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Mental illness is not growing in the U.S., says NEJM study

Mental illness is not growing in the U.S., says NEJM study

Picture of Martha Rosenberg

The statistic seems to be everywhere: One out of four people in the United State is “mentally ill.” Mental illness is “under-diagnosed” and children are particularly "at risk."  More than 10,000 2- and 3-year-olds in the U.S. are on drugs like Ritalin and Adderall for attention deficit hyperactivity disorder reported the New York Times last year--yet there is no medical basis for the treatment. American Academy of Pediatrics' guidelines for ADHD "do not even address the diagnosis in children 3 and younger--let alone the use of such stimulant medications," wrote the Times, especially because "hyperactivity and impulsivity are developmentally appropriate for toddlers."

Now, the New England Journal of Medicine has published a report suggesting that the rate of severe mental illness among children and adolescents has dropped substantially in the past generation--not risen. “This study shows that the extremely high rates of childhood mental disorder reported by the C.D.C. and others result from flawed assessment methodology that includes many kids who have very mild impairment or no impairment at all,” said Dr. Allen Frances, a professor emeritus of psychiatry at Duke University.

There are two factors which have driven the perception of growing "mental illness" in America's youth. First, the definitions of many mental conditions have been expanding, abetted by their lack of blood or lab tests which makes them judgment calls and gray areas. Whereas depression was once considered a self-limiting condition it has expanded into a lifelong disease that requires lifelong drugs. Needless to say, patients can't know if they  need the drugs month after month, year after year.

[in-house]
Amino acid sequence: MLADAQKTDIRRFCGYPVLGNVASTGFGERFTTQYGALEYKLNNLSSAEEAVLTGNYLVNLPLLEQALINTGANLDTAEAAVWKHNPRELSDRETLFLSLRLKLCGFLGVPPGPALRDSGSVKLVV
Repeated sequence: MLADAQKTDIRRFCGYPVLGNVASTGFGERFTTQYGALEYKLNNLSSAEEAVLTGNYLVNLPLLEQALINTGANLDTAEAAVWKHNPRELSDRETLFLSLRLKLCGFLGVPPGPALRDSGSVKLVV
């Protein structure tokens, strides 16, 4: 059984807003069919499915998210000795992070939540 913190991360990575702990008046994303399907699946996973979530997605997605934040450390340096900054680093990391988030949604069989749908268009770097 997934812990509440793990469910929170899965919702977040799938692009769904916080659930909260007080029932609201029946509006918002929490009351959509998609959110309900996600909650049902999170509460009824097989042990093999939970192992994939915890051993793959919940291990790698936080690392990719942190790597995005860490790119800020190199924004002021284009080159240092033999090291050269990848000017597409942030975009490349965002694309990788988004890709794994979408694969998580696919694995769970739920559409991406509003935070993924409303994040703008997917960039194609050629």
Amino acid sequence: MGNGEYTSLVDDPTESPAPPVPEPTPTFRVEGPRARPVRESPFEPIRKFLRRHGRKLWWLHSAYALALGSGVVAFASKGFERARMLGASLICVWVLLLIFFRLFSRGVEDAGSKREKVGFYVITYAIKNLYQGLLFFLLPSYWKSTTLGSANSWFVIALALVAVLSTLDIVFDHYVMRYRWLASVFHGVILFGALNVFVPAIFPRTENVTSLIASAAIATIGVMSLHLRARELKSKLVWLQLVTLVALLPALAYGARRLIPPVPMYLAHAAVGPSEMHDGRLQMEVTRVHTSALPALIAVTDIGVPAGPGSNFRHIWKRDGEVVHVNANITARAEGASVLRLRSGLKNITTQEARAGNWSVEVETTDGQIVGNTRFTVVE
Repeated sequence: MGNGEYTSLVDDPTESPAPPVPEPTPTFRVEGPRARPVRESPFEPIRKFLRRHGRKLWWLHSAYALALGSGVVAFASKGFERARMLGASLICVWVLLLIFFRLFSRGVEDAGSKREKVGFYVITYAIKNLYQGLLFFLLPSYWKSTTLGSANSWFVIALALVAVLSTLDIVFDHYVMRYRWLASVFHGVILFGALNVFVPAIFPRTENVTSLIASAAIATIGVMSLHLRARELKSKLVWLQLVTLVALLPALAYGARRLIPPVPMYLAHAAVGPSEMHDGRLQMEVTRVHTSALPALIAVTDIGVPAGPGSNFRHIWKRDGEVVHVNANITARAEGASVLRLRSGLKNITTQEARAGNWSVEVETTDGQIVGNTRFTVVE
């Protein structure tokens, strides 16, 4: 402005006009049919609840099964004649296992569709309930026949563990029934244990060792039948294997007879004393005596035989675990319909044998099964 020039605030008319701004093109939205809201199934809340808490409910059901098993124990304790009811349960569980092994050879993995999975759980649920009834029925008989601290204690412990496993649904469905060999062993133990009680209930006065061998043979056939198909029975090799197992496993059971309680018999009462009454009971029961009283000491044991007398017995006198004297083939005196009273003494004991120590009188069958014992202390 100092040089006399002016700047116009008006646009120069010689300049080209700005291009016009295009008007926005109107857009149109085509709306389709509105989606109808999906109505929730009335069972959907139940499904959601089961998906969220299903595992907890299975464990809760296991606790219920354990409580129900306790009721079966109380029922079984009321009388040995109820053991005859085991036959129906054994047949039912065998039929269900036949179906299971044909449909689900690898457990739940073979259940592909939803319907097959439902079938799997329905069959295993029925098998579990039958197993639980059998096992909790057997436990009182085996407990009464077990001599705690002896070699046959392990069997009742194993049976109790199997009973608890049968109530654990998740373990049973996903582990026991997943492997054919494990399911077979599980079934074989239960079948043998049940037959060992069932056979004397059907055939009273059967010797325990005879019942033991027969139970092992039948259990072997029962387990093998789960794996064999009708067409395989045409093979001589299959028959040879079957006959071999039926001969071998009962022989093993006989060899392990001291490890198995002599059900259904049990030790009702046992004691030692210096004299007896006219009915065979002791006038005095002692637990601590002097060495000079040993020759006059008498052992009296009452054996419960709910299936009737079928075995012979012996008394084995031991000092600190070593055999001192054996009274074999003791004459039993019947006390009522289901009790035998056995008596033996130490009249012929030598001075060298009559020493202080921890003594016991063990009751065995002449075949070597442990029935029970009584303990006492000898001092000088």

Anxiety was once an intermittent problem treated transiently but has been expanded into “generalized anxiety disorder,” also requiring continuous and constant treatment--when patients have anxiety and when they don’t.

Manic depression was once a rare psychiatric illness but is now called bipolar disorder and said to afflict anyone who is “up” and “down”--even if their mood swings stem from real reasons like job, money or relationship problems.

The other driver of the estimates is the sheer money involved in pediatric "psychopharmacology." Dr. Joseph Biederman, for example, unabashedly pushed Johnson & Johnson to finance a research center at Massachusetts General Hospital, in Boston, with no other goal but to “move forward the commercial goals of J.& J,” reports the New York Times.

 

Children with "mental illness" have also been a unique focus of Dr. Joan Luby, professor of child psychiatry at the Washington University School of Medicine and Dr. Mani Pavuluri who founded the Pediatric Mood Disorders Program and the Pediatric Brain Research and InterventioN (BRAIN) Center at the University of Illinois, both of whom report drug company funding.

Sadly the mainstream and medical press have even reported the "growing" mental illness problem among children. "One in 40 Infants Experience Baby Blues, Doctors Say," said an ABC News story a few years ago; "Preschool Depression: The Importance of Early Detection of Depression in Young Children," read a Science Daily story.

It is no secret that drug company funded disease awareness groups like the National Alliance on Mental Illness (NAMI) have helped to inflate the perception of mental illness rates in the U.S. Mental illness is a “biologically based brain disorder” like diabetes or Alzheimer's and best treated with medications said a NAMI spokesman, in explaining the group's unremitting drug focus. Disease awareness groups also seek to cast addiction and alcoholism as “mental illness” though both are traditionally treated for free and without pharmaceutical drugs in self-help settings.

Kudos to New England Journal of Medicine for helping to set the record straight about mental illness rates in the U.S!

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